Abstract Title

Session S-09E: Marine, Freshwater and Terrestrial Species: Threats and Conservation

Presenter/Author Information

Courtney GreinerFollow

Keywords

Species and Food Webs

Start Date

1-5-2014 5:00 PM

End Date

1-5-2014 6:30 PM

Description

Long-term ecological research is essential to the implementation of effective natural resource management. These studies can provide invaluable insight into ecological processes and environmental change over prolonged periods of time, thus supporting adaptive management practices. From 1960-1971, an intensive intertidal study was conducted on Kiket Island, near La Conner, WA to establish baseline conditions within existing intertidal communities. Benthic macroinvertebrate count data were collected and analyzed along five elevations at eight transects around the island. Approximately two decades later, land ownership on Kiket Island halted tribal harvest and created a de facto no-take marine reserve. The study was replicated in 2011 to quantify potential ecological changes on the beaches since the baseline 1960-1971 data were collected and a no-take marine reserve was enacted. Our data analysis mainly focused on changes in bivalve population parameters of Saxidoums gigantea and Leukoma staminea, species culturally and commercially important to the Tribe, but also examined population parameter changes in other molluscs and the presence of invasive invertebrate species. Results from our analysis will be used to inform future management plans and provide insight into long-term ecological trends within the Salish Sea.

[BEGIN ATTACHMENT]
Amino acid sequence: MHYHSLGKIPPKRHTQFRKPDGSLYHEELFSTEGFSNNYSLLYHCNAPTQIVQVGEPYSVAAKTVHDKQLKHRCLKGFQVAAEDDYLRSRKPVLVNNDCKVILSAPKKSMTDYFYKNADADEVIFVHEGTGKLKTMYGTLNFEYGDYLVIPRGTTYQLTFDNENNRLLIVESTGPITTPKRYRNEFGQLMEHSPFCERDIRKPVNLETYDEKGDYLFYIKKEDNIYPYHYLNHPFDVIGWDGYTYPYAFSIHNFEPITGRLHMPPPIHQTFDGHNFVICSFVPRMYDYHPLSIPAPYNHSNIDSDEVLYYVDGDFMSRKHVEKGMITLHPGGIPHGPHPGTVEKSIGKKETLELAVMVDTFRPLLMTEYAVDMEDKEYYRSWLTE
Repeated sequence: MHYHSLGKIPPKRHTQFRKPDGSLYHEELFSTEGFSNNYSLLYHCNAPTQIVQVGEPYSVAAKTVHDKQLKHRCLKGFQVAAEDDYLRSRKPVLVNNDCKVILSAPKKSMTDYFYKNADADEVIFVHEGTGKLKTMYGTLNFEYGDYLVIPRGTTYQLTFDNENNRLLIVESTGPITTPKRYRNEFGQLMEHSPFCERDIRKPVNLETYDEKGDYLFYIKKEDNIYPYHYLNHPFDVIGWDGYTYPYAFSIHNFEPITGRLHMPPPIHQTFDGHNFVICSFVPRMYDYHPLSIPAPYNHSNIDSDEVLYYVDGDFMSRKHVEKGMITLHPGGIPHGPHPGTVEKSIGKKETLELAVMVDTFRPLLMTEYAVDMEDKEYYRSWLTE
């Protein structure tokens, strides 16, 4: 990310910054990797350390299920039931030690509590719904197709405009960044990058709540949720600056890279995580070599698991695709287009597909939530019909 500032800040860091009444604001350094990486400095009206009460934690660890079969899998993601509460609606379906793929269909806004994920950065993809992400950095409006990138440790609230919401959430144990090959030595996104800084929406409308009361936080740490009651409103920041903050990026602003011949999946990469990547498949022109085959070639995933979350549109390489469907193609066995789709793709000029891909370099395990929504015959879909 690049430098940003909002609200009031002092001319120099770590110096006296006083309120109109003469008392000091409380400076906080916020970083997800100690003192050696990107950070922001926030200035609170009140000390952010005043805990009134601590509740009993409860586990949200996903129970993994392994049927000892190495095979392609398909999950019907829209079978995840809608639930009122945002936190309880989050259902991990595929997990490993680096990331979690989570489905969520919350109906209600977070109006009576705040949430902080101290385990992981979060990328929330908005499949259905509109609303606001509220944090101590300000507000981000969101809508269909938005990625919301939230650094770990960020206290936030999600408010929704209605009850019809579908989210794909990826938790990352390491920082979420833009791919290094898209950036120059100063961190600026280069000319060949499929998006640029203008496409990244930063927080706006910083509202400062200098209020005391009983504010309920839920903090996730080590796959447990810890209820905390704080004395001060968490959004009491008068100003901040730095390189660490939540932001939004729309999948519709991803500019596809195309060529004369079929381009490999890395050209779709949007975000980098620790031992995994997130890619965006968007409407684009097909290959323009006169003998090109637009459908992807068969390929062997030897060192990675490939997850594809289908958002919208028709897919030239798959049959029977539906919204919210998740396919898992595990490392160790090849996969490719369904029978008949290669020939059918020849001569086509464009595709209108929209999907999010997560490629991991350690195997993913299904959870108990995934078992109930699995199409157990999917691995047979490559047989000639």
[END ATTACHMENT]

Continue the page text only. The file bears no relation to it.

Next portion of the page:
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May 1st, 5:00 PM May 1st, 6:30 PM

Decadal ecological change on Kukutali Preserve, Washington

Room 6C

Long-term ecological research is essential to the implementation of effective natural resource management. These studies can provide invaluable insight into ecological processes and environmental change over prolonged periods of time, thus supporting adaptive management practices. From 1960-1971, an intensive intertidal study was conducted on Kiket Island, near La Conner, WA to establish baseline conditions within existing intertidal communities. Benthic macroinvertebrate count data were collected and analyzed along five elevations at eight transects around the island. Approximately two decades later, land ownership on Kiket Island halted tribal harvest and created a de facto no-take marine reserve. The study was replicated in 2011 to quantify potential ecological changes on the beaches since the baseline 1960-1971 data were collected and a no-take marine reserve was enacted. Our data analysis mainly focused on changes in bivalve population parameters of Saxidoums gigantea and Leukoma staminea, species culturally and commercially important to the Tribe, but also examined population parameter changes in other molluscs and the presence of invasive invertebrate species. Results from our analysis will be used to inform future management plans and provide insight into long-term ecological trends within the Salish Sea.